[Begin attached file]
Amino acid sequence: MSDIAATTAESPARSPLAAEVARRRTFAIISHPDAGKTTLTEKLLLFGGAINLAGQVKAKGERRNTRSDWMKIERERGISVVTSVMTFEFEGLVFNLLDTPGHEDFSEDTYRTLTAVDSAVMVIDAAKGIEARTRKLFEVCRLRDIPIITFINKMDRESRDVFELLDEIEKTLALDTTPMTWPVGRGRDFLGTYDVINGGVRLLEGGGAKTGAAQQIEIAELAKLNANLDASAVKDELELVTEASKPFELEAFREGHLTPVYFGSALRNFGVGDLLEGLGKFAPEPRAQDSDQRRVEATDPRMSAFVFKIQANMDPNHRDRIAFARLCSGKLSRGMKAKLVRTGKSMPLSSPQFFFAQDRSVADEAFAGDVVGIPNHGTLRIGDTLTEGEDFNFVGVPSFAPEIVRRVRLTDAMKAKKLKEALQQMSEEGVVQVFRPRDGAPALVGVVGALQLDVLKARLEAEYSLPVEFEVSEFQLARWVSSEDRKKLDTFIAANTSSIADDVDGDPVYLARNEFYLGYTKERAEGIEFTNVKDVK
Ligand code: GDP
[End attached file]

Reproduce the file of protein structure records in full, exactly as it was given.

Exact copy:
Amino acid sequence: MSDIAATTAESPARSPLAAEVARRRTFAIISHPDAGKTTLTEKLLLFGGAINLAGQVKAKGERRNTRSDWMKIERERGISVVTSVMTFEFEGLVFNLLDTPGHEDFSEDTYRTLTAVDSAVMVIDAAKGIEARTRKLFEVCRLRDIPIITFINKMDRESRDVFELLDEIEKTLALDTTPMTWPVGRGRDFLGTYDVINGGVRLLEGGGAKTGAAQQIEIAELAKLNANLDASAVKDELELVTEASKPFELEAFREGHLTPVYFGSALRNFGVGDLLEGLGKFAPEPRAQDSDQRRVEATDPRMSAFVFKIQANMDPNHRDRIAFARLCSGKLSRGMKAKLVRTGKSMPLSSPQFFFAQDRSVADEAFAGDVVGIPNHGTLRIGDTLTEGEDFNFVGVPSFAPEIVRRVRLTDAMKAKKLKEALQQMSEEGVVQVFRPRDGAPALVGVVGALQLDVLKARLEAEYSLPVEFEVSEFQLARWVSSEDRKKLDTFIAANTSSIADDVDGDPVYLARNEFYLGYTKERAEGIEFTNVKDVK
Ligand code: GDP